China

China is emphasising the importance of ESG for investors and in 2020, changed the framework in China’s Corporate Governance Code and has also implemented ESG regulations in China and included climate change as a priority in its recent five-year plan.

Hong Kong

There have also been increased regulatory measures in Hong Kong to develop the financial centre as a sustainable banking and green finance hub. The Hong Kong Monetary Authority has introduced several measures to make it easier for companies to specialise in green finance and the Hong Kong Stock Exchange has introduced ESG focus listing requirements to improve corporate governance transparency and other disclosure requirements.

Singapore

Regulators in Singapore standout from the other major markets and have promoted the financial hub to be a sustainable financial centre. The Monetary Authority of Singapore (MAS) announced that it set aside $2 billion to implement ESG integration and attract investors and companies. The Singapore Stock Exchange has also introduced sustainability reporting for listed companies. In parallel, Singaporean banks have been involved in agreeing on issuance and are reducing their exposure to fossil fuels.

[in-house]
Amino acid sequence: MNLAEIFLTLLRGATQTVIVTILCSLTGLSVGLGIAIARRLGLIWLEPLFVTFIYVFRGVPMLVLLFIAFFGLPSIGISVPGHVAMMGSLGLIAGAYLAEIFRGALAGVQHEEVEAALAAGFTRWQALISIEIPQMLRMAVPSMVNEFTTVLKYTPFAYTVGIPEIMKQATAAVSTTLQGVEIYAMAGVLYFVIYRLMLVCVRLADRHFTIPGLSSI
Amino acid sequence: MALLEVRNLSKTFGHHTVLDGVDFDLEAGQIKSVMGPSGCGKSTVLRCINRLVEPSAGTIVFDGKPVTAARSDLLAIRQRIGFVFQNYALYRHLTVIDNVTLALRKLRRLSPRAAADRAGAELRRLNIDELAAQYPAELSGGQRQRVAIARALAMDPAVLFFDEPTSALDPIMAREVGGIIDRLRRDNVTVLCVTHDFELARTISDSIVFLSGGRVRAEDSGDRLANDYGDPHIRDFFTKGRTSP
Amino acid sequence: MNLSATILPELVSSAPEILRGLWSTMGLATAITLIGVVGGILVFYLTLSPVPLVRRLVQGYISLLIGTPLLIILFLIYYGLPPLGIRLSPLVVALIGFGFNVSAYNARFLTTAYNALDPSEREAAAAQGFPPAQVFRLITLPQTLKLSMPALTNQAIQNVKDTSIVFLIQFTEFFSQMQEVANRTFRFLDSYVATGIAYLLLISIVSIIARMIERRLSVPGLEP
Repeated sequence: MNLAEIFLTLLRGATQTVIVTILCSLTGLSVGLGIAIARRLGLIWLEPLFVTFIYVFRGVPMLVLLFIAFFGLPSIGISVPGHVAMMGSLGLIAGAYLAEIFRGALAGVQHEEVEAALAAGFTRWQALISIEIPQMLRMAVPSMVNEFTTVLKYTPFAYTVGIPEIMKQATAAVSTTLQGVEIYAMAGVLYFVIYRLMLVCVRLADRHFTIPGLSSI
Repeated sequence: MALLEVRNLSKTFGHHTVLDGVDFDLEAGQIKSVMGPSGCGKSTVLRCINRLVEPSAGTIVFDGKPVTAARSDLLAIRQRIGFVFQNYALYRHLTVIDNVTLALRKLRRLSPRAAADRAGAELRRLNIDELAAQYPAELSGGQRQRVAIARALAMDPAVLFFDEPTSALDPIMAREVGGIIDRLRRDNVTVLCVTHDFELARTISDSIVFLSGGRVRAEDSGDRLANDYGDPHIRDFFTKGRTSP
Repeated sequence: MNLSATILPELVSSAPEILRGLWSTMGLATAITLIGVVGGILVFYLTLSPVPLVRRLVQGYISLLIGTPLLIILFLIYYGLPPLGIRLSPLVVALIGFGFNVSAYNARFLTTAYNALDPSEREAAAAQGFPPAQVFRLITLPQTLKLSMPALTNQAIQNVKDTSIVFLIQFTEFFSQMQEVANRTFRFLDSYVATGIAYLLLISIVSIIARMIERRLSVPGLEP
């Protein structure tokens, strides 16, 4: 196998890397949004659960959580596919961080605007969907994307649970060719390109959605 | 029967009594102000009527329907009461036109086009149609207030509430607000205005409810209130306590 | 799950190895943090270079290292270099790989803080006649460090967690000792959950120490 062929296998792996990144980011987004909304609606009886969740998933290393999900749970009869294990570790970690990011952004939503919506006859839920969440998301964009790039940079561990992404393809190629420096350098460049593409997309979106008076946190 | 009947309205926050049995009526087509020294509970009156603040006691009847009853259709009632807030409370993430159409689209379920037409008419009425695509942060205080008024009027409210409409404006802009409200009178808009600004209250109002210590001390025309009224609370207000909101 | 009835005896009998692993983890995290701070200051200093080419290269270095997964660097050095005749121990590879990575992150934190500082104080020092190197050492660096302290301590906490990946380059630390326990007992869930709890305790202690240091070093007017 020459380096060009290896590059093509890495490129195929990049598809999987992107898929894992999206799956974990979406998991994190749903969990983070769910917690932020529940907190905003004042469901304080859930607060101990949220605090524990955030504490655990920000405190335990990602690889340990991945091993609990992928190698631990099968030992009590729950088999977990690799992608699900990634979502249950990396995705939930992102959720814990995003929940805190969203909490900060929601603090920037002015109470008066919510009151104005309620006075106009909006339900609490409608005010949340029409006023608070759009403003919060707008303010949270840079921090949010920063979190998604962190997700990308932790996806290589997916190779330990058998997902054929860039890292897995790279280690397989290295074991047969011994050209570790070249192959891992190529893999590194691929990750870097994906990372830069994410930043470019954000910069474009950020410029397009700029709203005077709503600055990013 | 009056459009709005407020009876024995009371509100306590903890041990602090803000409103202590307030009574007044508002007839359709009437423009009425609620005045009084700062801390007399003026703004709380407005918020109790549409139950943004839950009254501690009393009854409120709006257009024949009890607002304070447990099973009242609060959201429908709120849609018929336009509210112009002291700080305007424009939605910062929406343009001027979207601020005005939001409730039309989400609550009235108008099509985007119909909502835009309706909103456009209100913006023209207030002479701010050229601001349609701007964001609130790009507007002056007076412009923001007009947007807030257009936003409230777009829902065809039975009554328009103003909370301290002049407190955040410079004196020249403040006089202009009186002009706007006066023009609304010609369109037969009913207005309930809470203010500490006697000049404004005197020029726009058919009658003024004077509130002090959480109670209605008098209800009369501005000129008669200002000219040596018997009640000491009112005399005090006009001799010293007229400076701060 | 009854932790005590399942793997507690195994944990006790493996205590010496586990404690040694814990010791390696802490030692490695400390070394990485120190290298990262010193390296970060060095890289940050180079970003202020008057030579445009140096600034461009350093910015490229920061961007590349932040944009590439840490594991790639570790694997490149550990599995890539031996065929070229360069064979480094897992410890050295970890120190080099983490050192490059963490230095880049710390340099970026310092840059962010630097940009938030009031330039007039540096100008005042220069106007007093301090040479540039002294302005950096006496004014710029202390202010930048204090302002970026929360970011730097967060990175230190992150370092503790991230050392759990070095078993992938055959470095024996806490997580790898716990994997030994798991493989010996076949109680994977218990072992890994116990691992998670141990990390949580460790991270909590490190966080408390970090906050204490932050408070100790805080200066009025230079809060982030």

Australia

In Australia, at the Commonwealth level, ESG has been a matter of national interest and there is a range of regulations and laws that control waste emissions by industry. There are ESG disclosure regulations that stem from a number of sources. Regulatory guidance in relation to the Corporations Act, requires companies to disclose whether there are ESG risks facing a company where those risks could impact the company’s financial performance or other material issues.

In addition, for listed companies, there is ASX corporate guidance (ASX Corporate Governance Counsel Principles and Recommendations 4th ed) that require listed companies to make disclosures in an annual corporate governance statement which may include ESG risks and how to manage those risks. There is also ASIC regulatory guidance, and the Commonwealth has introduced a Modern Slavery Act 2018.

Malaysia

The Securities Commission of Malaysia has released a sustainable and responsible investment road map for the Malaysian capital markets and Bursa Malaysia has implemented ESG reporting as a listing requirement.